Has the Internet democratized information? The answer is yes, with an asterisk. While the Web has made information tremendously more accessible, it has also introduced problems of how to classify, rank, and evaluate that information. Truth crushed to earth doesn’t magically rise again. And the information that does percolate to the top isn’t necessarily more accurate than the conventional wisdom of eras past. Rather, it ascends through one or another of the dominating information clusters that I like to think of as information mafias—everything from popular bloggers to journalistic cliques to career reviewers to Reddit moderators, all organized collectives that advance their viewpoints with a variety of underlying agendas, some beneficial and some not.
This is the issue that economists Alex Tabarrok and Tyler Cowen, authors of the blog Marginal Revolution, explore in “The End of Asymmetric Information,” a recent essay in the online journal Cato Unbound. Arguing that the American regulatory apparatus should be sharply reined in because of increased knowledge available to consumers and businesses, Tabarrok and Cowen draw on a classic 1970 microeconomic thought experiment by economist George Akerlof that introduced the term asymmetric information. It’s about used cars. Your average consumer doesn’t know much about cars and so will refuse to pay more than the average going rate for a used car. A dealer knows things about a used car that the buyer doesn’t: how the previous owner treated it, how much maintenance has been performed on it. So the dealer will tend to sell bad cars rather than good ones, since the buyer will tend to refuse to pay extra for good cars. This becomes a vicious cycle, with average quality and price both dropping in the used car market (this is called adverse selection) until the market collapses.
At the time, Akerlof’s paper was a challenge to the overwhelming consensus for what he termed the “perfectly competitive general equilibrium model,” in which competition makes it impossible for any single seller (or buyer) to set or influence the price of a good. Rather, all agents have perfect knowledge and thus make informed decisions based on knowing the actual value of goods, which, even in the absence of regulation, are exchanged in nonexploitative transactions. Akerlof’s paper ignited pushback against that model, suggesting that imperfect and asymmetric knowledge could be decisive structural factors in markets. As economist Joseph Stiglitz put it: Economists “knew that information wasn’t perfect, but hoped that a world with moderate imperfections of information would be akin to a world with perfect information. We showed that this notion was ill-founded: even small imperfections of information could have profound effects on how the economy behaved.”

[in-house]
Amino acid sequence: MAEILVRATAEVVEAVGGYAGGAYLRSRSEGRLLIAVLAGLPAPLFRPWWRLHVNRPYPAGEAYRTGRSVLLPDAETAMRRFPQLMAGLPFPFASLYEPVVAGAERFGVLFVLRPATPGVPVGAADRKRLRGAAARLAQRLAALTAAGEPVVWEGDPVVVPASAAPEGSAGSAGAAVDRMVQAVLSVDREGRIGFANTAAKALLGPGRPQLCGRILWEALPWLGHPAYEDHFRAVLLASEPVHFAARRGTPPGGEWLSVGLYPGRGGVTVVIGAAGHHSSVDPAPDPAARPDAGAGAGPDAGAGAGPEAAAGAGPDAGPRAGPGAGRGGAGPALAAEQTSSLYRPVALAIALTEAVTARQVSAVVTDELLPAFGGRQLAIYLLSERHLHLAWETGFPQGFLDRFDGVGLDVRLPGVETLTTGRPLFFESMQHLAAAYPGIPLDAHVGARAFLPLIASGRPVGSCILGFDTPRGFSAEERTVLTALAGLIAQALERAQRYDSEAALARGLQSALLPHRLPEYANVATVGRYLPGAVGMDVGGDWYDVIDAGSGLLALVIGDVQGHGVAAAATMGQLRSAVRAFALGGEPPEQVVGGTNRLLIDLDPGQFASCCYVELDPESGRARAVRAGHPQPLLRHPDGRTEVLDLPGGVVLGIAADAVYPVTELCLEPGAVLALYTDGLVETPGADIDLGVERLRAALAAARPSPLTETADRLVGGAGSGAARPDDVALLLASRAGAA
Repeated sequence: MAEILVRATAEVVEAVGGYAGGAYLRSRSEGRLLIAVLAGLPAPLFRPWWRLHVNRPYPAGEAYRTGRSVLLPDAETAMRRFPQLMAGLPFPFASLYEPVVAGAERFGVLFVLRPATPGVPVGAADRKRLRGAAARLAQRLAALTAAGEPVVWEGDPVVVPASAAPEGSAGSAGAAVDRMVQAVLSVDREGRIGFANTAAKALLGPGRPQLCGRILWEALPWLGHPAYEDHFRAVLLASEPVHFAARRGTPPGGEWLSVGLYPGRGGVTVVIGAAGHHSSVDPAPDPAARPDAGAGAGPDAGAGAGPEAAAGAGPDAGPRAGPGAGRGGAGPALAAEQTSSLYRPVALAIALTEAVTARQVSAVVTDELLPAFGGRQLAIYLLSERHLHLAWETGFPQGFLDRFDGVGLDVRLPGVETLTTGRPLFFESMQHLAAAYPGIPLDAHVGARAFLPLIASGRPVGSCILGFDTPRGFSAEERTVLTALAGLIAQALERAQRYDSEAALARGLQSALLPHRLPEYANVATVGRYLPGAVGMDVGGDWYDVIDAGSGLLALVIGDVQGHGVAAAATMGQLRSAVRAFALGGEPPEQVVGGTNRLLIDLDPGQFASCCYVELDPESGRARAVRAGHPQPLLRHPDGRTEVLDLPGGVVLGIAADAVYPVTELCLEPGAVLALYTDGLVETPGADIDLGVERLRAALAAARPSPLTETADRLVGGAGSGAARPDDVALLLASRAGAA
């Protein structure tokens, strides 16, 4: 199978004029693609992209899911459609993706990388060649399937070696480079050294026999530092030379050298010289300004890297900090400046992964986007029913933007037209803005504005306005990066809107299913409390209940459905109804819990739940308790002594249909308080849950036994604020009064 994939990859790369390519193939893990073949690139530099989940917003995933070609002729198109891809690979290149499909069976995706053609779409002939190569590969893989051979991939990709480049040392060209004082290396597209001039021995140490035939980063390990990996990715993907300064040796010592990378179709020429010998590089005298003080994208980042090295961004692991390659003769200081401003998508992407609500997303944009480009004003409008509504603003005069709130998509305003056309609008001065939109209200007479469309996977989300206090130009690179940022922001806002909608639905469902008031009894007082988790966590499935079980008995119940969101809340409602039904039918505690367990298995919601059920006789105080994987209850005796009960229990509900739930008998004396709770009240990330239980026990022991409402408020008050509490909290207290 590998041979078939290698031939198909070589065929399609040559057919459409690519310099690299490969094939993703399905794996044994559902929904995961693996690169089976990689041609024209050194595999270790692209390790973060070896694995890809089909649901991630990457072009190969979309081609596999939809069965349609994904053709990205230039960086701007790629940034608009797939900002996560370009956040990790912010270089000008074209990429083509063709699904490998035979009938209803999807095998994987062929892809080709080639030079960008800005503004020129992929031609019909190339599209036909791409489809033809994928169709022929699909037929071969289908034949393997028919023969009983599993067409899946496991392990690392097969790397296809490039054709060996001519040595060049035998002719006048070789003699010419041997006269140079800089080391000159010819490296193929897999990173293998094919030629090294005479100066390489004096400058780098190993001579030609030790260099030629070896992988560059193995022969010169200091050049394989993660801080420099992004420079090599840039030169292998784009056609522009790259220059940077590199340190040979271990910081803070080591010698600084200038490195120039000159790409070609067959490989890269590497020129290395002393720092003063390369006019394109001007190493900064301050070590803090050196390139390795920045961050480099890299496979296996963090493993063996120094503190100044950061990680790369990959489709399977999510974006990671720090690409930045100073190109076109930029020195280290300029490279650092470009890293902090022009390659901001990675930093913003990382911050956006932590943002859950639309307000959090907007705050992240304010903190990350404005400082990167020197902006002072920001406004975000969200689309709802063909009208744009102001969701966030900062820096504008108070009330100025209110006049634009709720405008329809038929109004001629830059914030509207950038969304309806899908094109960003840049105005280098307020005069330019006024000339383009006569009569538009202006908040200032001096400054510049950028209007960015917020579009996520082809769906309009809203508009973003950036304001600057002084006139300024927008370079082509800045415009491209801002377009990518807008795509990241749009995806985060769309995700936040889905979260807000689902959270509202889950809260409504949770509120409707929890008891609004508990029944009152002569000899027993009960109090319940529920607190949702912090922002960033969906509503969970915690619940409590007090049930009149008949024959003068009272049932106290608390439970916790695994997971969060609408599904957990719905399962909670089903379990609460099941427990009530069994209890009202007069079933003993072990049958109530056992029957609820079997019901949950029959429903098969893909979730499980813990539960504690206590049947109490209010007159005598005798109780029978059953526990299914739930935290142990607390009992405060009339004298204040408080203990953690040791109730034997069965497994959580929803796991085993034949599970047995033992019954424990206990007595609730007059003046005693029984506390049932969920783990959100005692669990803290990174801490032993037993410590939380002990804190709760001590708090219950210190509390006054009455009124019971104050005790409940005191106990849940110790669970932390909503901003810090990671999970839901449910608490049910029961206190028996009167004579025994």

Now Tabarrok and Cowen are pushing back against asymmetric-knowledge models as well as the regulations and consumer protections that those models frequently justify. As one would expect from an essay published by the libertarian Cato Institute, Tabarrok and Cowen paint a vision of a rosy, deregulated future in which rational individuals make informed choices and Adam Smith’s invisible hand gives us all the thumbs up. They begin:
Technological developments are giving everyone who wants it access to the very best information when it comes to product quality, worker performance, matches to friends and partners, and the nature of financial transactions, among many other areas.
What they fail to observe is that that “the very best information” is not 100 percent pure but cut with inferior data ranging from unreliable accounts to deceitful garbage. The problem is not even noisy signals per se, but too many signals. I’m an information junkie, but the greater portion of my effort comes from screening out bad information (obfuscatory journalism, subtly skewed research, 90 percent of my Twitter feed) rather than taking in good (and not necessarily the very best) information. Tabarrok and Cowen’s claims should be read through the lens that most information is not as good as they want it to be, even if their question—does the increase in available information result in a decrease in information asymmetry?—is worth asking. They conclude: “A lot of economic theories about asymmetric information, while logically correct, have been rendered empirically obsolete.” But have they?
No, not really. At Medium, Slate contributor Adam Elkus points out that Tabarrok and Cowen’s example of the online black market Silk Road as an unregulated marketplace of free information was in fact nothing of the sort: “It was not a bottom-up, decentralized reputation system but one man’s fiefdom,” he writes, alluding to the need for a mastermind Dread Pirate Roberts to oversee the entire marketplace. Tabarrok and Cowen’s other examples of reputation systems, from Uber and Airbnb to Yelp and Amazon, are all unreliable: Filtering accurate information about drivers, hosts, restaurants, and products requires applying an informational filter that presupposes knowledge about how to determine which information is accurate. The asymmetric-information problem doesn’t disappear; it merely regresses. Uber’s ratings are not only subject to the difficulties in determining whether a 4.7 driver is really worse than a 4.8, but also to the internal decisions of Uber, which adds and removes drivers based on its own criteria.
Recently asymmetric information has become a flashpoint in the health care wars. Arguing over Obamacare and health insurance in general, economists and policymakers debate what it means when patients know more about their health than insurance companies, when doctors know more about medicine than their patients (or insurance companies), and when nobody knows what’s wrong with plenty of patients in the first place. Medicine is a terrible microeconomic case study because perfect information is never available: The human body is just too unpredictable and complex. As economist John Quiggin writes in Zombie Economics, “The asymmetry of information is intimately linked to the fact that the benefits of health and education services are hard to predict in advance, or even to verify in retrospect.” Tabarrok and Cowen do little to suggest that 24/7 heart monitoring and genome sequencing will do anything to overcome the need for large-scale risk pooling in health care (they seem to suggest that individuals should pay into a policy exactly what they will get out of it), which provides the underlying justification for Obamacare’s mandate. Their case is so weak on this point that my earlier points don’t even come into consideration. Health care remains a realm of coping with unknowns.